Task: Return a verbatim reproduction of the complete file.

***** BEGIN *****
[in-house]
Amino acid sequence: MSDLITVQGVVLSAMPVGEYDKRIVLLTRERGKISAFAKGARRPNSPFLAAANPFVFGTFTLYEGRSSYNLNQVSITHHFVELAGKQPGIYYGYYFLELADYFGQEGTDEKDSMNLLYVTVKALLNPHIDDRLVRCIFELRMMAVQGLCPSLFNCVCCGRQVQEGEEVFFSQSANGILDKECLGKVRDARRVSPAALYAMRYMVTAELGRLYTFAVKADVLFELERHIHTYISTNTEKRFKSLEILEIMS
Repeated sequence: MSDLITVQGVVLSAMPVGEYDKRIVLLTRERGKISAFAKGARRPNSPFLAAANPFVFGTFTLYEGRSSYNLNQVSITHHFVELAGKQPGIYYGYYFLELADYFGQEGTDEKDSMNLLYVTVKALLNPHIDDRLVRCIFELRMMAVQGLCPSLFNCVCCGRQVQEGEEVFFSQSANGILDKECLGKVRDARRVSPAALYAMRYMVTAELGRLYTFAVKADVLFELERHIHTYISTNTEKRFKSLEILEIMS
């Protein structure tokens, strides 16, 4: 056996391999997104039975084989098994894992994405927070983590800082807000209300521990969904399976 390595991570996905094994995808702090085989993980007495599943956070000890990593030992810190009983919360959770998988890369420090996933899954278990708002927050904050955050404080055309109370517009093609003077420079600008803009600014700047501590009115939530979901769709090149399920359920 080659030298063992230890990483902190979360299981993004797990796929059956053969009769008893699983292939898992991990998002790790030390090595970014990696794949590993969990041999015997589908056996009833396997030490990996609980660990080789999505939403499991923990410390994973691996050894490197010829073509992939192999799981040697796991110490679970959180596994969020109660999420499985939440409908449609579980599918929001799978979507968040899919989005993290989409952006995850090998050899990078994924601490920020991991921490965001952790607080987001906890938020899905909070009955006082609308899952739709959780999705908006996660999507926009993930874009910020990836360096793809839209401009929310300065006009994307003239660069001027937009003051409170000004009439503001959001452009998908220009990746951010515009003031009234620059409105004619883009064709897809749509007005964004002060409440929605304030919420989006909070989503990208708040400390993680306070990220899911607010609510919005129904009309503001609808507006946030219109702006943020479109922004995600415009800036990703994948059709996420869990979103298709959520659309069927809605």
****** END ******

[in-house]
Amino acid sequence: MSDLITVQGVVLSAMPVGEYDKRIVLLTRERGKISAFAKGARRPNSPFLAAANPFVFGTFTLYEGRSSYNLNQVSITHHFVELAGKQPGIYYGYYFLELADYFGQEGTDEKDSMNLLYVTVKALLNPHIDDRLVRCIFELRMMAVQGLCPSLFNCVCCGRQVQEGEEVFFSQSANGILDKECLGKVRDARRVSPAALYAMRYMVTAELGRLYTFAVKADVLFELERHIHTYISTNTEKRFKSLEILEIMS
Repeated sequence: MSDLITVQGVVLSAMPVGEYDKRIVLLTRERGKISAFAKGARRPNSPFLAAANPFVFGTFTLYEGRSSYNLNQVSITHHFVELAGKQPGIYYGYYFLELADYFGQEGTDEKDSMNLLYVTVKALLNPHIDDRLVRCIFELRMMAVQGLCPSLFNCVCCGRQVQEGEEVFFSQSANGILDKECLGKVRDARRVSPAALYAMRYMVTAELGRLYTFAVKADVLFELERHIHTYISTNTEKRFKSLEILEIMS
């Protein structure tokens, strides 16, 4: 056996391999997104039975084989098994894992994405927070983590800082807000209300521990969904399976 390595991570996905094994995808702090085989993980007495599943956070000890990593030992810190009983919360959770998988890369420090996933899954278990708002927050904050955050404080055309109370517009093609003077420079600008803009600014700047501590009115939530979901769709090149399920359920 080659030298063992230890990483902190979360299981993004797990796929059956053969009769008893699983292939898992991990998002790790030390090595970014990696794949590993969990041999015997589908056996009833396997030490990996609980660990080789999505939403499991923990410390994973691996050894490197010829073509992939192999799981040697796991110490679970959180596994969020109660999420499985939440409908449609579980599918929001799978979507968040899919989005993290989409952006995850090998050899990078994924601490920020991991921490965001952790607080987001906890938020899905909070009955006082609308899952739709959780999705908006996660999507926009993930874009910020990836360096793809839209401009929310300065006009994307003239660069001027937009003051409170000004009439503001959001452009998908220009990746951010515009003031009234620059409105004619883009064709897809749509007005964004002060409440929605304030919420989006909070989503990208708040400390993680306070990220899911607010609510919005129904009309503001609808507006946030219109702006943020479109922004995600415009800036990703994948059709996420869990979103298709959520659309069927809605």